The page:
Welcome back to Week #3 of the Colourwerx Paint Box Quilt Along! This week is all about stitching your strip sets together ! I love this step in the process as I find it quite relaxing to spend a few afternoons at the machine simple strip piecing the day away – no stress and eazy peazy!
Just a brief recap of where we are in the process and what the next few weeks have in store for us:
By now you’ve selected your materials and you’ve probably sorted the (40) strips into first: groups of 5 with 8 strips each group and then again into: groups of 10 with 4 strips in each group.
If you need further clarification regarding this step, refer to page 1 of the Paint Box pattern or Week #2 ‘s Blog where I discuss in depth the various ways to sort your strips into colour groups! Also you should have gathered your two 1-yard cuts for the sashing triangles and cut strips from each of those fabrics according to the cutting directions on page 1 of the Paint Box pattern.
Week #3 – this week is all about piecing the strips.
Week #4 – we will cut the triangle shapes from the strips sets.
Week #5 – we will discuss arranging the blocks for the quilt top and sewing rows together.
Week #6 – finally concluding with steps and pictures of some some basic straight line machine quilting ideas to complete your quilt top.
Great! You are now ready for some relaxing strip piecing! But first things first!
It’s important to set yourself and your sewing machine up for “Stitchin’ Success”! If you prefer to watch a fun little video of the “Setting Your Machine up for Stitchin’ Success” I have a companion video that explains the below steps….You can view it on our Colourwerx You Tube channel and also subscribe so you won’t miss future broadcasts!
VIEW THE SET YOUR MACHINE UP FOR STITCHIN’ SUCCESS VIDEO!
First let’s review how I set up my machine for stitchin’success! Over the years, I believe that all of these steps help me to stitch a much more accurate scant 1/4″ seam and improve my piecing accuracy!
Here’s what I do every time I start a new patchwork project:
- Clean and Oil That Machine – I’m always amazed at how much ‘fabric dust’ one accumulates under the stitch plate within a few days of stitching….those fibers and all that dust can really inhibit the machine from ‘taking its best stitch’ which in turn cause inaccuracies in your 1/4″ seam allowance. Every few days actually, I just make a habit to lift up that stitch plate , remove all the dust bunnies and give it my machine a good drink of oil to boot. You might find depending upon your climate that your machine requires more oil than the manufacturer recommends. For me, the desert air here actually dries out my machine alot and I find that I really need to oil it at least once a week and sometimes in Summer twice a week;
- Start with a New Needle! – an absolute must! When Carl and I owned our quilt shop, Linderella’s Quilt Works, in Southern Pines, NC, we were always always amused by customers who would brag and boast that they had never, ever, ever changed the needle on their sewing machine….uh, say what? That needle takes alot of abuse with just regular stitching and if you’ve every run smack-dab over a pin – whoa! Check out the picture below – The picture to the left is a new needle and the picture on the right? That’s what the tip of your needle now looks like after you hit a pin – time to change the needle!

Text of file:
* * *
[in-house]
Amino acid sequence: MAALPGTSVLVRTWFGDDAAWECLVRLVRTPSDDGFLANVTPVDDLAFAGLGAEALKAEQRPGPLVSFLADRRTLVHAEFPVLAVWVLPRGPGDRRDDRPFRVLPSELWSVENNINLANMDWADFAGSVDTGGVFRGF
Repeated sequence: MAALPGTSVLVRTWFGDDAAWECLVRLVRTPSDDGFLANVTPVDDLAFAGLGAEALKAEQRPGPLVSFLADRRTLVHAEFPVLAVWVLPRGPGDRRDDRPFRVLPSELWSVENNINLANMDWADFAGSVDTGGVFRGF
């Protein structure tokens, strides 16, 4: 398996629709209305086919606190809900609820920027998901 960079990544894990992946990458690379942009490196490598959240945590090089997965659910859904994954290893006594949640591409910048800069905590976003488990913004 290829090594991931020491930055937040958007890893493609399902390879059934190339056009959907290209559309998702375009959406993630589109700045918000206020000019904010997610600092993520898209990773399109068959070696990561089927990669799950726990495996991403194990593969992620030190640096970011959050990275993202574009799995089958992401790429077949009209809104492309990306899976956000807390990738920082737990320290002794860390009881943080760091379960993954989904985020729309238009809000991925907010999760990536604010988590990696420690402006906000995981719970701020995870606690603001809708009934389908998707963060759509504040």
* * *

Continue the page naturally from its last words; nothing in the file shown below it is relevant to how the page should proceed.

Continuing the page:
Additionally, the needle manufacturer actually recommends that you change it every 8-10 hours of sewing…that might be too much or too little depending on the project…I usually change my needle whenever I start a new project …. For piecing, my go-to needle is the Schmetz 75/11 Quilting Needle. This needle has a super sharp tapered point that penetrates the fabric without leaving a large hole and also eliminates skipped stitches;
- Change the Stitch Plate to a Single Hole Stitch Plate – This little guy is a game changer! If you don’t already own one, run (don’t walk) to your sewing machine dealer. By changing over to a single hole stitch plate, the needle and thread (as it loops around the bobbin thread to make each stitch), are forced to stay perfectly straight up and down in the single hole thus creating a more perfect straight stitch. The single hole stitch plate also prevents fabric from getting caught or chewed up under the stitch plate as you start stitching. Just remember to switch the stitch plate back to the rectangular opening stitch plate if you choose a zig zag stitch or other decorative stitch – if not, you’ll hear a violent crunch and then definitely need to change that needle!
- Change Thread to a 50 Weight Cotton Thread – One of major reasons 1/4″ seams are inaccurate is thread takes up a lot of space in the seam allowance, and if one is using a thicker shaft thread such as a 40 weight or 30 weight, some of that precious seam allowance has just been robbed by the thicker thread (compounded by perhaps slight inaccuracies in cutting and pressing) – all of these factors cause the block not to finish at the exact measurement the pattern says it will – a great example of this is when your points are cut off while making a star block. So I always switch out to a 50 weight cotton thread for the top and for the bobbin. My go to preference is Aurifil 50 weight Silvery Gray – #2615 – this color is fabulous and no matter what my fabric color is (dark or light) this thread color camouflages itself in the seams. There are many other great brands such as Gutterman, Superior etc…. just choose a neutral color like tan or gray and make sure it is 50 weight cotton;